Predictive genomic biomarkers in non-metastatic castration resistant prostate cancer (nmCRPC) treated with androgen receptor pathway inhibitors (ARPi)

Predictive genomic biomarkers in non-metastatic castration resistant prostate cancer (nmCRPC) treated with androgen receptor pathway inhibitors (ARPi)


Predictive genomic biomarkers in non-metastatic castration resistant prostate cancer (nmCRPC) treated with androgen receptor pathway inhibitors (ARPi)

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Although recent trials have demonstrated overall survival (OS) and metastasis free survival (MFS) benefit with the use of ARPi in high-risk nmCRPC, individual treatment outcomes may vary. This retrospective multicentre analysis explores the association between genomic mutations with ARPi treatment outcomes in nmCRPC patients to identify predictive biomarkers.


In high-risk nmCRPC patients treated with apalutamide, enzalutamide or darolutamide at APCaRI affiliated cancer centres, median MFS, OS, PSA decline ≥ 50% from baseline (PSA50), and second progression free survival (PFS2) were calculated. Next generation gene sequencing (NGS) was performed on archival tumour tissue examining for genomic alterations in 500 genes, including homologous recombination repair (HRR), mismatch repair, tumour suppressor (TS), and PI3K/AKT oncogene (OG) groups. Analysis was conducted using Cox proportional hazards regression using wildtype cases as the reference group, while adjusting for PSA doubling time and presence of pelvic lymph nodes.


Of 32 nmCRPC patients, 25 (78%) were treated with apalutamide, 5 (16%) with darolutamide and 2 (6%) with enzalutamide. 10 patients (31%) had TS/OG mutations (5 PTEN, 8 TP53, 2 PIK3CA), 3 (9%) had HRR gene mutations (2 ATM, 1 BRCA2) and 1 (3%) had 2 MLH1 mutations (microsatellite instability). All 5 patients who received subsequent therapy received abiraterone. Patients with TS/OG mutations had significantly shorter MFS (16.4 mo; HR 5.2; 95% CI 1.4 – 25.7; p = 0.018), PFS2 (22.1 mo; HR 15.4; 95% CI 1.9 – 126.3; p = 0.011) and OS (24.1 mo; HR 8.3; 95% CI 1.2 – 58.8; p = 0.035). Those with HRR mutations had significantly reduced PFS2 (median not reach [NR]; HR 40.4; 95% CI 1.6 – 1034.2; p = 0.025) and OS (NR; HR 21.7; 95% CI 1.1 – 446.1; p = 0.045). 3 (9%) patients did not achieve PSA50, including a patient with 2 MLH1 mutations.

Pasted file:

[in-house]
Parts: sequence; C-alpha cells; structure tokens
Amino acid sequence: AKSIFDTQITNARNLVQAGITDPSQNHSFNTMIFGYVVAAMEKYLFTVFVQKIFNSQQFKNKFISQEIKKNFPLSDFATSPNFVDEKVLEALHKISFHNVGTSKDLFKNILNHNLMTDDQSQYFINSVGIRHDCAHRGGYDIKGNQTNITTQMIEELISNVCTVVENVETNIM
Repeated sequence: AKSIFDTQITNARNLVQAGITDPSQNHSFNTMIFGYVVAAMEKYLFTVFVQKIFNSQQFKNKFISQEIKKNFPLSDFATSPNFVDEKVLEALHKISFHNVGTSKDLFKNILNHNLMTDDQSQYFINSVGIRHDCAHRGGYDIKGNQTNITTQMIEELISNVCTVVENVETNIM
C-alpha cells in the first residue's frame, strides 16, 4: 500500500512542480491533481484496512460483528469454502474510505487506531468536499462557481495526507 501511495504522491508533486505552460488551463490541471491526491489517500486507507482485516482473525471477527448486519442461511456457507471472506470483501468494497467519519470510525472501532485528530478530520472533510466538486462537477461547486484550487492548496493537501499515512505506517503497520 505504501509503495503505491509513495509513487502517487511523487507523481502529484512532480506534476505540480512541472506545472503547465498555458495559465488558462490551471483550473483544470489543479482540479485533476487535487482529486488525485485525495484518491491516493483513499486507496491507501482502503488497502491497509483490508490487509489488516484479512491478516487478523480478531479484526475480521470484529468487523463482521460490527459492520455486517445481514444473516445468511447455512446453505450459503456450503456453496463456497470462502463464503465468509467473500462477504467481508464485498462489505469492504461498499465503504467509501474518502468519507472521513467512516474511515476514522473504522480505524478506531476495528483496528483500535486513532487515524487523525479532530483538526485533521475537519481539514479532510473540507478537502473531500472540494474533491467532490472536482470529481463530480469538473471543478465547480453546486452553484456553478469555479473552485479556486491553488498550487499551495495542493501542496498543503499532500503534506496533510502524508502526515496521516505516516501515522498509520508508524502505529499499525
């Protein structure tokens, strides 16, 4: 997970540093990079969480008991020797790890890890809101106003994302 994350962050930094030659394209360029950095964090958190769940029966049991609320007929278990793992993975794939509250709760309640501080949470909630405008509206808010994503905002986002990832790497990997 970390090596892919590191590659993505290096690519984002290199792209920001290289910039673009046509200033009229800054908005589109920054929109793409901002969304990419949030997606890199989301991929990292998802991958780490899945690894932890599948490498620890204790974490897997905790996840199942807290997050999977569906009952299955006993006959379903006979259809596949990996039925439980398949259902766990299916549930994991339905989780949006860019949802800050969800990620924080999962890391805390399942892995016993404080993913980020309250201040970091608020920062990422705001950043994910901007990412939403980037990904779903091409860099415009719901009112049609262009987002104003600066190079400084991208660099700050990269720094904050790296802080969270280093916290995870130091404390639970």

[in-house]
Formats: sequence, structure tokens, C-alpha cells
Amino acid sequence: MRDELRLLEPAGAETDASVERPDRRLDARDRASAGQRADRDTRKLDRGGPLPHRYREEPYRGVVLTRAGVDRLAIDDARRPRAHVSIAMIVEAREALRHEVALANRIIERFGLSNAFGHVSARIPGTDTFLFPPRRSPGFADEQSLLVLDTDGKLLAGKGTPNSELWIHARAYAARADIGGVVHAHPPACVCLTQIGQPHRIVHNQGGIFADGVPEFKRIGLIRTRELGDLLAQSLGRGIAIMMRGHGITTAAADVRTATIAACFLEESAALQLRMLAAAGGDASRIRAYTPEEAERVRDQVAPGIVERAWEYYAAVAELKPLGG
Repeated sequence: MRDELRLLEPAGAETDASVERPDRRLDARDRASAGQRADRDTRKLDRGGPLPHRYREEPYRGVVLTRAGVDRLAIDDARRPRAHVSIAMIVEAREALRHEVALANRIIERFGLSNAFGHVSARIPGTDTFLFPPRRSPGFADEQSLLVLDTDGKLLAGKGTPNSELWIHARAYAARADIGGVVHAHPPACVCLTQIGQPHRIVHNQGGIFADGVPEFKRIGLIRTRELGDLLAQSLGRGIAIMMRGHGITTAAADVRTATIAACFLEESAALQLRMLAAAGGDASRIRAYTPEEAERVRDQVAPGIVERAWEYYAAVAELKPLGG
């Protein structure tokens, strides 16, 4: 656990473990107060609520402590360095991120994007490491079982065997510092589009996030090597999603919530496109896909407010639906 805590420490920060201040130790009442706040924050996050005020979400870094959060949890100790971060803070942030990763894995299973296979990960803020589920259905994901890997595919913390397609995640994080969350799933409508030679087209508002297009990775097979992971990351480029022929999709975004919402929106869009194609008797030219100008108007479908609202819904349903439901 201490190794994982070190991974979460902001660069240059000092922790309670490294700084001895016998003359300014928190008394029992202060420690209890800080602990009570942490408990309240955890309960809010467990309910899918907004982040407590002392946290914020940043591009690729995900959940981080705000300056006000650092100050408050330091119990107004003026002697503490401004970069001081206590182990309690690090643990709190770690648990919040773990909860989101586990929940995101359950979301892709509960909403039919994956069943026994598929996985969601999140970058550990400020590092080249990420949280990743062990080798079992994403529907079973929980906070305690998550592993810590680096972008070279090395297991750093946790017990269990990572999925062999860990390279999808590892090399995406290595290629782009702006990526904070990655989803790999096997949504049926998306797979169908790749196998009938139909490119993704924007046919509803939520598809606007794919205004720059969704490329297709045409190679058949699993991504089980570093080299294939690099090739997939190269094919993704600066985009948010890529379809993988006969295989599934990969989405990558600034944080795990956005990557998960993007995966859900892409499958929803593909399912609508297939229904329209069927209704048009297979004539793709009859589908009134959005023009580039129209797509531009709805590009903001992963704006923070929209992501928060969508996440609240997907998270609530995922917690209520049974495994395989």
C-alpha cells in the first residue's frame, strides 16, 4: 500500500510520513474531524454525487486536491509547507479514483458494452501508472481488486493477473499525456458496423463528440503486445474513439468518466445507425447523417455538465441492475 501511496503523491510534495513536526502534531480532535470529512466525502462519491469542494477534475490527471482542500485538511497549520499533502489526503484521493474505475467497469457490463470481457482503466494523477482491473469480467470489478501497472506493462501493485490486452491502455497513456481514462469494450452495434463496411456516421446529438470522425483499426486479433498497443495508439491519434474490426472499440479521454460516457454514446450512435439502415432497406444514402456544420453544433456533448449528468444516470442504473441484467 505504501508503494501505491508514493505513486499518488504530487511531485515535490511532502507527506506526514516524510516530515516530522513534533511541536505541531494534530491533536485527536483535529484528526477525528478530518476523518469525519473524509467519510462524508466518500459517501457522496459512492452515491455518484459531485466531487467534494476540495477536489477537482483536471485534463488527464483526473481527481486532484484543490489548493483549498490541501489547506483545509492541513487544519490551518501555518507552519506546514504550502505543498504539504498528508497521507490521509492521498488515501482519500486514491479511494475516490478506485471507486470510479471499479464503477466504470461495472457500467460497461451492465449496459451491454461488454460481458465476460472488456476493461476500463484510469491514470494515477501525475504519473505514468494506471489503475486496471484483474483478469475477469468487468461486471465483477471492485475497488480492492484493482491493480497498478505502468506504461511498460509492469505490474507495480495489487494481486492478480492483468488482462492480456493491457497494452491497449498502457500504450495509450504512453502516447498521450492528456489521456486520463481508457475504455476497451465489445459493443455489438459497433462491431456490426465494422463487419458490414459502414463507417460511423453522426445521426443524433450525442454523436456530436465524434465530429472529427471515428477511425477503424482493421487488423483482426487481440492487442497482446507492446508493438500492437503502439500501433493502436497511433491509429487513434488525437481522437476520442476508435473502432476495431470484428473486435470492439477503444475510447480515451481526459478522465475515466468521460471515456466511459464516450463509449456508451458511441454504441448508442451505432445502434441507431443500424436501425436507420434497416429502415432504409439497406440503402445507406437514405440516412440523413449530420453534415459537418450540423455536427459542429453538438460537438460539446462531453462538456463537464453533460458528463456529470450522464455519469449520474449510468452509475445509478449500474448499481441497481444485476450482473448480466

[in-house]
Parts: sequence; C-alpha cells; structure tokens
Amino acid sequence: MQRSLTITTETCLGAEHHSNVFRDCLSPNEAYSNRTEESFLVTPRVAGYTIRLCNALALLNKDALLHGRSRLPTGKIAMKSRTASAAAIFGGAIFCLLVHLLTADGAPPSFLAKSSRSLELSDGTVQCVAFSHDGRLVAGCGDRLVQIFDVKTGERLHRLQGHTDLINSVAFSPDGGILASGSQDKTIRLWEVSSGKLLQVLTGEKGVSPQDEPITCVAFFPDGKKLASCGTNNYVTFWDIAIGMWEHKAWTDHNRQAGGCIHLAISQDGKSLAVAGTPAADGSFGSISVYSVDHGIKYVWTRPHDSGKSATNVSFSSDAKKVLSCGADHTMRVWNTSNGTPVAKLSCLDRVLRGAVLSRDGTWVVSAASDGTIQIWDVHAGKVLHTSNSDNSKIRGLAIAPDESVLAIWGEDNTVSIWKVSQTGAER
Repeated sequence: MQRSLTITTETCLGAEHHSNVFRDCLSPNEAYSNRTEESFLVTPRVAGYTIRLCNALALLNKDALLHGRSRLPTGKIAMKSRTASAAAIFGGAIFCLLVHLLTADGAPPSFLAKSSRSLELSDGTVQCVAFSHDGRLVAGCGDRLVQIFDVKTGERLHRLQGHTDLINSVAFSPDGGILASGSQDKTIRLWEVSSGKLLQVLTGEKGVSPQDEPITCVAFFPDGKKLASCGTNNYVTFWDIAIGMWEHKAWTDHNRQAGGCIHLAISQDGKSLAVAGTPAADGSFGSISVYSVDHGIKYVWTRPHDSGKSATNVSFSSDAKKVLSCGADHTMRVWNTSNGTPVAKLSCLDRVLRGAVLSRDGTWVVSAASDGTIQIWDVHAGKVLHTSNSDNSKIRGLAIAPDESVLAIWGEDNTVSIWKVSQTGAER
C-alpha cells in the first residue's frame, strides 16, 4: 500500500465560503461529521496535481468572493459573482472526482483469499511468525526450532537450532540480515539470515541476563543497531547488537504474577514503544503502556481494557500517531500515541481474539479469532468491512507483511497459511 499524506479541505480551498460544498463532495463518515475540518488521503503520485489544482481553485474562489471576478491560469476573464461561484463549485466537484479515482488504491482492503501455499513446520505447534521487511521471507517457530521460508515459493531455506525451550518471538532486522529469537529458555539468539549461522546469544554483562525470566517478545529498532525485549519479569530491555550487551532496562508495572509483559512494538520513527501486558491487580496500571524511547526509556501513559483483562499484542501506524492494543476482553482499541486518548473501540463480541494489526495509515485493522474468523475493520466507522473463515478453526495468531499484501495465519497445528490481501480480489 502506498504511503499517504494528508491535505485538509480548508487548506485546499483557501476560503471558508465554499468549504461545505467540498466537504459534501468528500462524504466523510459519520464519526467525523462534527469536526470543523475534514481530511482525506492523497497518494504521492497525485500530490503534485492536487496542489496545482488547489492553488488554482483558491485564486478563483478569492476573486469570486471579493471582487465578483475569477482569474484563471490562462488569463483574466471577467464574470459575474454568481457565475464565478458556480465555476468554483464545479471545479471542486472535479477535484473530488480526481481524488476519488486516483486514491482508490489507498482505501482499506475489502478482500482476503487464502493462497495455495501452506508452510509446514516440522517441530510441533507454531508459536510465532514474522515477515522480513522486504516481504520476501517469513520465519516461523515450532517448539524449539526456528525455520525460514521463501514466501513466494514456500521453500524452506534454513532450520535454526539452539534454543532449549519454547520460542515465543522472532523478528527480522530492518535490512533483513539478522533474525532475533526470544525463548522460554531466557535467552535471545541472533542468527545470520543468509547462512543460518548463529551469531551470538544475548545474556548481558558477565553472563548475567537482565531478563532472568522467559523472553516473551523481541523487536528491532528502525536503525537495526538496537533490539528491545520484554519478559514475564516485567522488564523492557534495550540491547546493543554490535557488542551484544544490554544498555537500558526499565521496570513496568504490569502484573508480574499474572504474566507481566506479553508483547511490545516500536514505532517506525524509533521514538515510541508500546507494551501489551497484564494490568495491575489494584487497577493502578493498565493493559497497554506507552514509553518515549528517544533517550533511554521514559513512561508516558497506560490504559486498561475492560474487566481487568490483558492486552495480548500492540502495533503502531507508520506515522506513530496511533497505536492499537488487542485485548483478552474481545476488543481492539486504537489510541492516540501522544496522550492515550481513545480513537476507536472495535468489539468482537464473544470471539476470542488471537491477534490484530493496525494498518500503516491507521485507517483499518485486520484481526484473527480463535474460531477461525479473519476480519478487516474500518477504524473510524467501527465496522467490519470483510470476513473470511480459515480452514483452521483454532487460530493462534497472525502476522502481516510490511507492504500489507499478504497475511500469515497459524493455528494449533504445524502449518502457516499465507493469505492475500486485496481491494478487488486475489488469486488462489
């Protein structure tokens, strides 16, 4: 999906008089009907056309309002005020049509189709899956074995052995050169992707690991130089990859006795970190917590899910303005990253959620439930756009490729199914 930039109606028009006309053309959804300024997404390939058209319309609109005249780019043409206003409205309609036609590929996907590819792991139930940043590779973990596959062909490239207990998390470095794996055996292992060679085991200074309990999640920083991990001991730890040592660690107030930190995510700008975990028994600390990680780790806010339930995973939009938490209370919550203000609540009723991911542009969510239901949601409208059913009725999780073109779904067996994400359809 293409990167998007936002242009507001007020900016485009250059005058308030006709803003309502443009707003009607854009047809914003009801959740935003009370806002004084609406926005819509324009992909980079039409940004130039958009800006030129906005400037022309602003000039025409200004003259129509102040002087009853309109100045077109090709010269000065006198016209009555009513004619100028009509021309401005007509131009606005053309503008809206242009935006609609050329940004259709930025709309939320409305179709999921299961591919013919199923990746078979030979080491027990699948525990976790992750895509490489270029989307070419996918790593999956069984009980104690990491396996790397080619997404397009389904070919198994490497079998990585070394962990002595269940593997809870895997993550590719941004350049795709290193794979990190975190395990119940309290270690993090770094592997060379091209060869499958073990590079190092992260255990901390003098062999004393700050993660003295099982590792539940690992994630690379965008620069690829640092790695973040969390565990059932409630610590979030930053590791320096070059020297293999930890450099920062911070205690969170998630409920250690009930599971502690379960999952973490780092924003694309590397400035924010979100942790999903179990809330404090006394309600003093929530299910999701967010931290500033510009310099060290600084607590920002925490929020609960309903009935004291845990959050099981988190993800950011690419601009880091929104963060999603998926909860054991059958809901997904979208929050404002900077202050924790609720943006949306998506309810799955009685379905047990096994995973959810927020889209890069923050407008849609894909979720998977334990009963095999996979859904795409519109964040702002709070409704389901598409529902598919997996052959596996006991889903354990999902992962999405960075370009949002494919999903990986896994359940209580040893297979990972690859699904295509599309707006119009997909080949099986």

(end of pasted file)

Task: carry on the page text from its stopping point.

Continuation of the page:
This analysis demonstrates that nmCRPC patient with TS/OG and HRR gene mutations have poor clinical outcomes and may benefit from close follow-up. Our results underline the need for ongoing trials which examine novel targeted therapies (e.g. PARP Inhibitors, AKT inhibitors) in these molecularly defined nmCRPC subgroups.

goes to…APCaRI member Russ Greiner

Image of DREAM challenge winners, Russ Greiner pictured on far left.

Dr. Russ Greiner, Canada CIFAR AI Chair, Fellow-in-Residence at Amii, University of Alberta Professor, and APCaRI member, received the CAIAC Lifetime Achievement Award announced at the Canadian AI Conference on May 27, 2021. This the highest honour bestowed by CAIAC, given in recognition to researchers who have distinguished themselves through outstanding research excellence in AI during the course of their academic career. APCaRI congratulates Russ Greiner for his well-deserved CAIAC Lifetime Achievement Award!

“Using machine learning techniques to produce effective, evidence-based personalized treatment”

The main foci of Russ Greiner’s current work are (1) bioinformatics and medical informatics; (2) learning and using effective probabilistic models and (3) formal foundations of learnability. He has published over 200 refereed papers and patents, most in the areas of machine learning and knowledge representation, including 4 that have been awarded Best Paper prizes.

One of these four papers was an entry into an international machine learning competition hosted by DREAM, an open-science effort dedicated to improving health and health care through crowdsourcing problem-solving. DREAM’s challenge was to develop an algorithm to predict which prostate cancer patients would respond to certain treatments and which would follow the medication regimen. The algorithm could be used by clinicians to help chose the best treatment plans for the patient.

Greiner and a team of students tied for the top place in the competition against over 50 teams from around the world. Then the winners collaborated to create an even better solution to the problem!







- Perrin Beatty